david@lapdog:~$ HEAD http://www.gateway.gov.uk|grep ^Server
  Server: Microsoft-IIS/5.0
  
  That, and EDS and Microsoft being involved.
 
 Ah, so primarily blind bigotism then.

No, they're using software with a poor reputation, and having the site
developed in conjunction with two companies with a poor reputation.

-- 
David Cantrell | [EMAIL PROTECTED] | http://www.cantrell.org.uk/david/

  Good advice is always certain to be ignored,
  but that's no reason not to give it-- Agatha Christie



Accomodation for YAPC::Europe

2001-06-18 Thread Greg McCarroll


Jouke is currently arranging reasonably priced hotel accomodation
for London.pm. He needs you to fill out the little informal form
he posted on YAPC::Europe's mailing list. This is an excellent
way to get your accomodation arranged quickly and easily and end
up spending time in a hotel with other mongers (that is mean't
to be a plus point). People can also share twin rooms to reduce
the cost further.

I'm note sure, but I'd imagine there is some limit on the number
of spaces that will end up being available. Especially when you
consider room configurations.

Greg


-- 
Greg McCarrollhttp://217.34.97.146/~gem/



Re: early peek at a bit of fun

2001-06-18 Thread Paul Makepeace

On Mon, Jun 18, 2001 at 08:33:11AM +0200, Philip Newton wrote:
 Who holds the distance record? dha, presumably?

Me  Andy M. probably, living on the left coast.

Paul



Templating Solutions

2001-06-18 Thread Greg McCarroll


Friends,

HELP!

In a moment of stupidity[1] I agreed to write an article for lathos on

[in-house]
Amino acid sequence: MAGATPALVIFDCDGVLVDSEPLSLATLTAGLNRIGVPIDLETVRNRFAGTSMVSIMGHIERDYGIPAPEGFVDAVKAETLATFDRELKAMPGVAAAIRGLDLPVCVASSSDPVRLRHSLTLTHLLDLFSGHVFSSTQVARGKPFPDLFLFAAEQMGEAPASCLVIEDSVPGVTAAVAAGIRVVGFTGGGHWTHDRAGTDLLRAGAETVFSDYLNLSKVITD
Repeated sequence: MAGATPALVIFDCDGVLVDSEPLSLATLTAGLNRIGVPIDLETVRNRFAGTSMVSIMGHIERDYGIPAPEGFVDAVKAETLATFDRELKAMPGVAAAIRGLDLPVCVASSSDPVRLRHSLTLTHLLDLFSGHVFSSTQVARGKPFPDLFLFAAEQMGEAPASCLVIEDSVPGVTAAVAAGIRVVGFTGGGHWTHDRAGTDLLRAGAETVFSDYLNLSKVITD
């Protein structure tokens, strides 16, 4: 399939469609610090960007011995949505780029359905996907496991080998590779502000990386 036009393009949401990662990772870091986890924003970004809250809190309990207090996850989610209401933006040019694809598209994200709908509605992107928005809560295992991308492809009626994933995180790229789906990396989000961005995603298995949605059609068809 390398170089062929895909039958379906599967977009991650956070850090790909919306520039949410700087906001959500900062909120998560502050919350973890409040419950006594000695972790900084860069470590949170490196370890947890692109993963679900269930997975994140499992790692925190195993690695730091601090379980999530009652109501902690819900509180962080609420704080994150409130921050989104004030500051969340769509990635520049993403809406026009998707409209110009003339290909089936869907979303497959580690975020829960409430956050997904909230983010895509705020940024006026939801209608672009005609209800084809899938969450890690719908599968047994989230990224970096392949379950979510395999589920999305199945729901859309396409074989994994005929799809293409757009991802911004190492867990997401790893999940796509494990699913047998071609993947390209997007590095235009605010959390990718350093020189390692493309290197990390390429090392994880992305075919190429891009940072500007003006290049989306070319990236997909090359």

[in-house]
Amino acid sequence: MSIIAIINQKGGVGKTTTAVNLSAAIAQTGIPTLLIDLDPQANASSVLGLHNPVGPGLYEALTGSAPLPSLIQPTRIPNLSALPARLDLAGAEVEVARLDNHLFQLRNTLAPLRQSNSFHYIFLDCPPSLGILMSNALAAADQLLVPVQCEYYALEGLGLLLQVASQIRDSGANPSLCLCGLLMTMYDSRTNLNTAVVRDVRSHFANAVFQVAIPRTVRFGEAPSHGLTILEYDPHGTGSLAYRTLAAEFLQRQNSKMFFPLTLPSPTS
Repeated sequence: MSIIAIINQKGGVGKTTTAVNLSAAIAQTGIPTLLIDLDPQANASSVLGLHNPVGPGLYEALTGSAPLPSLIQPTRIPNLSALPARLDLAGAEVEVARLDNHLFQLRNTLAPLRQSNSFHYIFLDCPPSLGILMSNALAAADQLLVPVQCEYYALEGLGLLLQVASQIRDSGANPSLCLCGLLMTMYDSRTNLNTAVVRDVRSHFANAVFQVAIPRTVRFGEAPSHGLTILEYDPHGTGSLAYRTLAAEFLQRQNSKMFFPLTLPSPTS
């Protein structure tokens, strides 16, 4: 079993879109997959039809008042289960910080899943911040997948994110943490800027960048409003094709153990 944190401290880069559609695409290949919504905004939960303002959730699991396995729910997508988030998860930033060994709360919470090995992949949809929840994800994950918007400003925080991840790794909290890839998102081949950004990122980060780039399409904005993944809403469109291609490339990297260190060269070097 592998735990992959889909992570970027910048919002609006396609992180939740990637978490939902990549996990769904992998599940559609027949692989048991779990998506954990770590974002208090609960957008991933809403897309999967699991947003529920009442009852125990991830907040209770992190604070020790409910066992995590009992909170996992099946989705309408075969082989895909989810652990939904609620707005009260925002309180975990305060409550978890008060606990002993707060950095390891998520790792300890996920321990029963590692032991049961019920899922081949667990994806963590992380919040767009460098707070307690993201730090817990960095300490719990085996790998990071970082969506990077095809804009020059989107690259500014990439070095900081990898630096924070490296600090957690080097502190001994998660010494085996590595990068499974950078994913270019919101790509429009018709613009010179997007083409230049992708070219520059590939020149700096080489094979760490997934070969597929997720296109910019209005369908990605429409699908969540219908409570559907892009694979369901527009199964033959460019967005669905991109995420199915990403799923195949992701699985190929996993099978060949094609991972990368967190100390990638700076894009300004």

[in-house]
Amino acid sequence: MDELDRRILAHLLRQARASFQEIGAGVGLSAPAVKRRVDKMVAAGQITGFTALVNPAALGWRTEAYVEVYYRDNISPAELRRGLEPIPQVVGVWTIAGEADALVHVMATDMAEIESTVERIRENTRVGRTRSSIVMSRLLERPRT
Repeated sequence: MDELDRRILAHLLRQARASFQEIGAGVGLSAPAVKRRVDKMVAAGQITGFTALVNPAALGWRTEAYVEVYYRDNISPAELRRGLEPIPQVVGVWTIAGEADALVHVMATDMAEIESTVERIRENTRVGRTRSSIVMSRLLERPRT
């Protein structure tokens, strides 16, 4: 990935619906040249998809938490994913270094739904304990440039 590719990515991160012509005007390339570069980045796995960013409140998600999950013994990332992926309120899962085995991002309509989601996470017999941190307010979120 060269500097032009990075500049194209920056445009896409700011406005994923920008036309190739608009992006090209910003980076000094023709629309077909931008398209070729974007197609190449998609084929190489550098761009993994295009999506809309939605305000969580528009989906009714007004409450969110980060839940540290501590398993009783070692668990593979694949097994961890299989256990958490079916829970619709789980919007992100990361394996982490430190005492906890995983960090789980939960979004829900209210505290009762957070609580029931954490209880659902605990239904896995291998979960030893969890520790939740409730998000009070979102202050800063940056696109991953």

templating solutions for Perl. This was an attempt to finally break my 
writing block/issues/mindset problems. It is going to be a compare and 
contrast article and so far I've looked at,

Template Toolkit
HTML::Mason
Text::Template 
HTML::Template
HTML::Embperl
  
First, are there any others that I should look at? Also I'd really like
any objective input people have about templating with these modules. It
is important to me to try and not just get the article done and dusted,
but for once to write a piece of text that I am happy with.

Greg

[1] I get lots.

-- 
Greg McCarrollhttp://217.34.97.146/~gem/



Re: early peek at a bit of fun

2001-06-18 Thread Philip Newton

Paul Makepeace wrote:
 On Mon, Jun 18, 2001 at 08:33:11AM +0200, Philip Newton wrote:
  Who holds the distance record? dha, presumably?
 
 Me  Andy M. probably, living on the left coast.

You forgot Damian (as had I).

Cheers,
Philip
-- 
Philip Newton [EMAIL PROTECTED]
All opinions are my own, not my employer's.
If you're not part of the solution, you're part of the precipitate.



Re: Templating Solutions

2001-06-18 Thread Dominic Mitchell

On Mon, Jun 18, 2001 at 04:36:00PM +0100, Greg McCarroll wrote:
 In a moment of stupidity[1] I agreed to write an article for lathos on
 templating solutions for Perl. This was an attempt to finally break my 
 writing block/issues/mindset problems. It is going to be a compare and 
 contrast article and so far I've looked at,
 
   Template Toolkit
   HTML::Mason
   Text::Template 
   HTML::Template
   HTML::Embperl
   
 First, are there any others that I should look at? Also I'd really like
 any objective input people have about templating with these modules. It
 is important to me to try and not just get the article done and dusted,
 but for once to write a piece of text that I am happy with.

Very simple, but what I've done in the past is simply read in a file and
do something like:

$text =~ s/\$(\w+)/$1/eeg;

Which substitutes any perl vars in the file for stuff in your current
program.  Not very pretty, but cheap and easy.

-Dom

-- 
| Semantico: creators of major online resources  |